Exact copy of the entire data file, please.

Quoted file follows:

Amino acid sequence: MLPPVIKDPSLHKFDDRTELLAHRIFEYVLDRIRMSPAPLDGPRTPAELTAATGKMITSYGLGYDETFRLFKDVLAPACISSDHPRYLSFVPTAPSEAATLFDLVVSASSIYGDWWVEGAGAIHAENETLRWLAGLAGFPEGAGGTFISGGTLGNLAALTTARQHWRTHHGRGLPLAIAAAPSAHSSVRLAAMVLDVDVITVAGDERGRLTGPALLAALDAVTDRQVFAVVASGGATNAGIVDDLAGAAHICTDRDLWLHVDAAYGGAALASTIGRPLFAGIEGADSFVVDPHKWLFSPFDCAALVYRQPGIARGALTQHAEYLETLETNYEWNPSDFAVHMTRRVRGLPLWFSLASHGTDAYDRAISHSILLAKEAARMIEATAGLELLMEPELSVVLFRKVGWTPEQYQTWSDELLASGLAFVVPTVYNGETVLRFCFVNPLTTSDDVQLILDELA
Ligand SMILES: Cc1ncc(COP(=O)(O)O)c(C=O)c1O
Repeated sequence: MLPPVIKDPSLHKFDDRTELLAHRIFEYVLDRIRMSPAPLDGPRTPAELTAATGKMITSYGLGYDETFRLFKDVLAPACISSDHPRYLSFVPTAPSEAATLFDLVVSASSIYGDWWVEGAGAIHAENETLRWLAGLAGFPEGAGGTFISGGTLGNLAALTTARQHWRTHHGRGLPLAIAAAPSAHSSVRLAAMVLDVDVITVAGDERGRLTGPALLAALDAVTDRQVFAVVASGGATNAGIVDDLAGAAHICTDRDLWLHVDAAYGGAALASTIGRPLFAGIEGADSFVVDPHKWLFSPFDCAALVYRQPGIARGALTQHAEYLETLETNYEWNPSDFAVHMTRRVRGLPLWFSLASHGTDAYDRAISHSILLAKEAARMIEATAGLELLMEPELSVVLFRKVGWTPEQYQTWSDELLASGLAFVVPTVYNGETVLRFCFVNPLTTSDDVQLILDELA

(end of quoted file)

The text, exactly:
Amino acid sequence: MLPPVIKDPSLHKFDDRTELLAHRIFEYVLDRIRMSPAPLDGPRTPAELTAATGKMITSYGLGYDETFRLFKDVLAPACISSDHPRYLSFVPTAPSEAATLFDLVVSASSIYGDWWVEGAGAIHAENETLRWLAGLAGFPEGAGGTFISGGTLGNLAALTTARQHWRTHHGRGLPLAIAAAPSAHSSVRLAAMVLDVDVITVAGDERGRLTGPALLAALDAVTDRQVFAVVASGGATNAGIVDDLAGAAHICTDRDLWLHVDAAYGGAALASTIGRPLFAGIEGADSFVVDPHKWLFSPFDCAALVYRQPGIARGALTQHAEYLETLETNYEWNPSDFAVHMTRRVRGLPLWFSLASHGTDAYDRAISHSILLAKEAARMIEATAGLELLMEPELSVVLFRKVGWTPEQYQTWSDELLASGLAFVVPTVYNGETVLRFCFVNPLTTSDDVQLILDELA
Ligand SMILES: Cc1ncc(COP(=O)(O)O)c(C=O)c1O
Repeated sequence: MLPPVIKDPSLHKFDDRTELLAHRIFEYVLDRIRMSPAPLDGPRTPAELTAATGKMITSYGLGYDETFRLFKDVLAPACISSDHPRYLSFVPTAPSEAATLFDLVVSASSIYGDWWVEGAGAIHAENETLRWLAGLAGFPEGAGGTFISGGTLGNLAALTTARQHWRTHHGRGLPLAIAAAPSAHSSVRLAAMVLDVDVITVAGDERGRLTGPALLAALDAVTDRQVFAVVASGGATNAGIVDDLAGAAHICTDRDLWLHVDAAYGGAALASTIGRPLFAGIEGADSFVVDPHKWLFSPFDCAALVYRQPGIARGALTQHAEYLETLETNYEWNPSDFAVHMTRRVRGLPLWFSLASHGTDAYDRAISHSILLAKEAARMIEATAGLELLMEPELSVVLFRKVGWTPEQYQTWSDELLASGLAFVVPTVYNGETVLRFCFVNPLTTSDDVQLILDELA